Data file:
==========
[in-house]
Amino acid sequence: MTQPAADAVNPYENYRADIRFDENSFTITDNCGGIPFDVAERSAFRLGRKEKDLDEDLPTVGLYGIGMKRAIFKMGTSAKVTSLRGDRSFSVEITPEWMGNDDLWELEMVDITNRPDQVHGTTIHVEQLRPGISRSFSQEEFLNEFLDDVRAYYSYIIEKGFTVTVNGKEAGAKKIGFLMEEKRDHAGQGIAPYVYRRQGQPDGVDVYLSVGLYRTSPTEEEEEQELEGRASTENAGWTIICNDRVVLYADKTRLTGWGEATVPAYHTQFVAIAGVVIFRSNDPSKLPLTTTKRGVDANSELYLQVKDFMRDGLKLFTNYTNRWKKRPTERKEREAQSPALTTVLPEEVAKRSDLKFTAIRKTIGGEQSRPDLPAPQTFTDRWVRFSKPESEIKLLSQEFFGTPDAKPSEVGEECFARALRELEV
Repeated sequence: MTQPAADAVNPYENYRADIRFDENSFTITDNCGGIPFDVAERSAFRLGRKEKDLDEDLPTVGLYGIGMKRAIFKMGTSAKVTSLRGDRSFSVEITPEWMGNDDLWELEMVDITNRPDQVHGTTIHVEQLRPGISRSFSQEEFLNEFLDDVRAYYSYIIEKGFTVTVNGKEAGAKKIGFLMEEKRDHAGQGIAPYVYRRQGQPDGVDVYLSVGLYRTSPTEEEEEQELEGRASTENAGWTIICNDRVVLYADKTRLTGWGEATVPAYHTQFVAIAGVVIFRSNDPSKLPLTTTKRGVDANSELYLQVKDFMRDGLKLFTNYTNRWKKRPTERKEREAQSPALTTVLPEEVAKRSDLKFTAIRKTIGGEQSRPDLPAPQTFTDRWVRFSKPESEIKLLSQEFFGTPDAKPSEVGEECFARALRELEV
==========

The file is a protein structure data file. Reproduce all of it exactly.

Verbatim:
[in-house]
Amino acid sequence: MTQPAADAVNPYENYRADIRFDENSFTITDNCGGIPFDVAERSAFRLGRKEKDLDEDLPTVGLYGIGMKRAIFKMGTSAKVTSLRGDRSFSVEITPEWMGNDDLWELEMVDITNRPDQVHGTTIHVEQLRPGISRSFSQEEFLNEFLDDVRAYYSYIIEKGFTVTVNGKEAGAKKIGFLMEEKRDHAGQGIAPYVYRRQGQPDGVDVYLSVGLYRTSPTEEEEEQELEGRASTENAGWTIICNDRVVLYADKTRLTGWGEATVPAYHTQFVAIAGVVIFRSNDPSKLPLTTTKRGVDANSELYLQVKDFMRDGLKLFTNYTNRWKKRPTERKEREAQSPALTTVLPEEVAKRSDLKFTAIRKTIGGEQSRPDLPAPQTFTDRWVRFSKPESEIKLLSQEFFGTPDAKPSEVGEECFARALRELEV
Repeated sequence: MTQPAADAVNPYENYRADIRFDENSFTITDNCGGIPFDVAERSAFRLGRKEKDLDEDLPTVGLYGIGMKRAIFKMGTSAKVTSLRGDRSFSVEITPEWMGNDDLWELEMVDITNRPDQVHGTTIHVEQLRPGISRSFSQEEFLNEFLDDVRAYYSYIIEKGFTVTVNGKEAGAKKIGFLMEEKRDHAGQGIAPYVYRRQGQPDGVDVYLSVGLYRTSPTEEEEEQELEGRASTENAGWTIICNDRVVLYADKTRLTGWGEATVPAYHTQFVAIAGVVIFRSNDPSKLPLTTTKRGVDANSELYLQVKDFMRDGLKLFTNYTNRWKKRPTERKEREAQSPALTTVLPEEVAKRSDLKFTAIRKTIGGEQSRPDLPAPQTFTDRWVRFSKPESEIKLLSQEFFGTPDAKPSEVGEECFARALRELEV